MALDEF PROTECTS CREATION OF NEW LATINO-MAJORITY CONGRESSIONAL DISTRICT IN FILINGS WITH WASHINGTON, D.C. COURT
Brief challenges request that would have effect of eliminating new Latino-majority congressional district
SAN ANTONIO, TX – Yesterday, MALDEF, on behalf of the Texas Latino Redistricting Task Force, filed a brief at the request of the federal court in Washington, D.C. that is evaluating the Texas redistricting plans for compliance with the Voting Rights Act. In the brief, MALDEF defends the creation of a new Latino-majority congressional district in South/Central Texas that has been challenged as unconstitutional by certain parties in the redistricting litigation.
MALDEF President and General Counsel, Thomas A. Saenz, stated, "The Voting Rights Act protects and requires the creation of districts in which a minority community has the ability to elect candidates that the community chooses. Given a demonstrated history of divergence between the candidate choices of Latino and white communities, MALDEF cannot advocate the retention of a white-majority district where, as here, that retention would threaten the survival of a Latino-majority district."
The new Congressional District 35 was created by the federal court in San Antonio Texas as part of the redistricting plan it ordered into effect for the 2012 elections. The San Antonio court, under instructions from the U.S. Supreme Court to defer to the State's redistricting plans where they are legal, restored all of the pre-existing Latino opportunity districts in the Texas congressional plan and, in recognition of the significant growth of Latinos in Texas since 2000, added two more Latino-majority districts – CD 35 in South/Central Texas and CD 33 in the Dallas-Ft. Worth Metroplex. Both of the two new Latino-majority congressional districts have been challenged by other litigants in the redistricting litigation.
The Washington, D.C. federal court is evaluating the districts in the congressional redistricting plan enacted by the State of Texas in June 2011 for compliance with the Voting Rights Act. The Washington, D.C. court has asked specifically for additional views of the parties on the status under the Voting Rights Act of the Anglo-majority CD 25 which encompasses a portion of Travis County and seven additional whole counties in Central Texas.
In its filing yesterday, MALDEF and the Texas Latino Redistricting Task Force responded to a challenge by certain parties in the litigation that the new Latino-majority CD 35 is prohibited by a requirement under the Voting Rights Act to preserve CD 25. Because it is majority-Anglo and Anglo voters constitute the majority of turnout in both the Democratic and Republican primary elections, the district is not required to be created by the courts under the Voting Rights Act. Although the Texas Legislature could have drawn a Democratic-leaning congressional district based in Austin on policy grounds, it was not legally required by the Voting Rights Act or the Constitution.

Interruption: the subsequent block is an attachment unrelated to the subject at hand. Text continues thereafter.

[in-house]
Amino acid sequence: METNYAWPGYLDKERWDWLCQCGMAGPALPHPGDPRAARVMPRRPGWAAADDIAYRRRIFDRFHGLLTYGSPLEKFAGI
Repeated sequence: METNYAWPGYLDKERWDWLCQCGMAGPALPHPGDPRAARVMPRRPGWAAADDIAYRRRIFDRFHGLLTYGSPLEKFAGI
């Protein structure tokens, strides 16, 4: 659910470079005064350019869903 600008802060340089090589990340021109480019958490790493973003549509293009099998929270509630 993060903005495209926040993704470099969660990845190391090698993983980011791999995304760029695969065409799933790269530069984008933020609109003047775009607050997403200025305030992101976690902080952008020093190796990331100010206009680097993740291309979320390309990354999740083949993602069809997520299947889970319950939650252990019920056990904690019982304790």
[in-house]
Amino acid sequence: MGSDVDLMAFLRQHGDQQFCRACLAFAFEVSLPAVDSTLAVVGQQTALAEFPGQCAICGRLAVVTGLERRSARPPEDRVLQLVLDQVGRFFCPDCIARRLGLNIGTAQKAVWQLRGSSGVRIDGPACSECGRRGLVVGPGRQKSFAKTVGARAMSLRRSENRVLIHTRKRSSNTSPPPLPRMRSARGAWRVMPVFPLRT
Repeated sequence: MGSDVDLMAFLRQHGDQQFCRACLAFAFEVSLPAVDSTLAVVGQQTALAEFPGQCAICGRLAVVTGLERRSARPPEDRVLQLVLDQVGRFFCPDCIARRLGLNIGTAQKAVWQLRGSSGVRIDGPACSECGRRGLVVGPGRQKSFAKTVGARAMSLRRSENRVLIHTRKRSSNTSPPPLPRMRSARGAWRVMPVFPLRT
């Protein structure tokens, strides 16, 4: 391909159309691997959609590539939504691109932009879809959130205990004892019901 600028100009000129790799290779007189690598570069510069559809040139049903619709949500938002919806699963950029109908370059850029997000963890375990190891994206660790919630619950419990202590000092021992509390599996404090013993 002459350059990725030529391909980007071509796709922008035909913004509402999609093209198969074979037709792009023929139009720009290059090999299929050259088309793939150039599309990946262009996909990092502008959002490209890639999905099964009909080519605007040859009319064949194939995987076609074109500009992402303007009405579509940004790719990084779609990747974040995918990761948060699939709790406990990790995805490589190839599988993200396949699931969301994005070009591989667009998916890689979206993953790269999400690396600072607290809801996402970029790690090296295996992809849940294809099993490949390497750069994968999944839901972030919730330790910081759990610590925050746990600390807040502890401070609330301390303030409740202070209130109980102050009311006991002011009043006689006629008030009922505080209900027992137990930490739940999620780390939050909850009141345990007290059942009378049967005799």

By contrast, "the nearby CD 35 is required by the Voting Rights Act to reflect the growth of Latinos in South and Central Texas. The new CD 35 is majority-minority and has a higher African American and higher Latino population than CD 25," explained Nina Perales, Vice President of Litigation for MALDEF. She added, "The Task Force opposes the attempt by incumbents and others to subvert the Voting Rights Act and dismantle any of the nine Latino opportunity districts in the interim congressional plan."
Yesterday's filing by MALDEF and the Texas Latino Redistricting Task Force makes clear that any protection afforded to CD 25 should not diminish the gains made by minority voters in CD 35 and CD 33, where minorities are now free to nominate and elect candidates of their choice.
Founded in 1968, MALDEF is the nation's leading Latino legal civil rights organization. Often described as the "law firm of the Latino community," MALDEF promotes social change through advocacy, communications, community education and litigation in the areas of education, employment, immigrant rights and political access. For more information on MALDEF, please visit: www.maldef.org.
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